The Birth of a Nation (Sundance Review)
Soon after its Sundance Film Festival premiere, The Birth of a Nation landed a landmark $17.5 million deal—ousting last year’s Me and Earl and the Dying Girl as the record-holder for biggest distribution deal at the fest—making it the talk around Park City and the hottest ticket in town. It’s easy to see why. This slave rebellion film is a remarkable feat for a filmmaker of any experience level, but it’s especially impressive coming from first-time filmmaker Nate Parker, who spent the last 7 years making the film (he also wrote the screenplay and stars in it). It’s also going to be released at a time when the movie industry needs it the most.
Based on a true story, the film recounts the life of slave Nat Turner (Parker) from early childhood to his adult preacher days. While serving under his master Samuel (Armie Hammer), a relatively generous slave owner, Nat convinces him to bid on a woman that caught his eye during a slave auction. Eventually, she and Nat get married and have a baby together. But when Nat travels around to other plantations to read from the Bible, he realizes the horrific treatment of blacks in other areas of Virginia.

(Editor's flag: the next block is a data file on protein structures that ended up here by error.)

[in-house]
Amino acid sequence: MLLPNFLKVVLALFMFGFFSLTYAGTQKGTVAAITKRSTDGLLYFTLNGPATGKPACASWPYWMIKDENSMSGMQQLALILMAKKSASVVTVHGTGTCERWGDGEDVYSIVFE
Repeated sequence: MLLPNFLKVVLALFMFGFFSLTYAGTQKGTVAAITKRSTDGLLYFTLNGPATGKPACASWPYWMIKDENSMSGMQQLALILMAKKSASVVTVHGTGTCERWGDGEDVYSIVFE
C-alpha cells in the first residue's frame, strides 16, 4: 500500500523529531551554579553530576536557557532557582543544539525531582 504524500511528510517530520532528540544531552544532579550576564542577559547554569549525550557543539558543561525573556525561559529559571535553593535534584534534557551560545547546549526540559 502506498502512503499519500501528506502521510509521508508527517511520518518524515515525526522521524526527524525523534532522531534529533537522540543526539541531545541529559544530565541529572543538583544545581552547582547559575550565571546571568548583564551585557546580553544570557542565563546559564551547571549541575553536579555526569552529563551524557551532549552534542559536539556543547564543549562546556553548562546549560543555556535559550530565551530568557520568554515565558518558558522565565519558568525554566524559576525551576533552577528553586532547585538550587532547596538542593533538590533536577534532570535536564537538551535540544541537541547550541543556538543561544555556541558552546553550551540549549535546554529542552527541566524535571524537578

Comparisons to Steve McQueen’s 12 Years a Slave are expected, the first of many being how similar Samuel is to Michael Fassbender’s character in McQueen’s film. While The Birth of a Nation is lensed with jaw-dropping camerawork, it also contains many heavy-handed choices, like its washed-out, white look. Even more aggravating is when Parker replays several earlier, violent scenes later on in the film to shock audiences one more time. But despite all of its blemishes, The Birth of a Nation remains undeniably powerful. There’s just as much to admire about it as there is to condemn it, and its haunting finale will get burned into your memory, leaving a devastating toll on one’s emotions.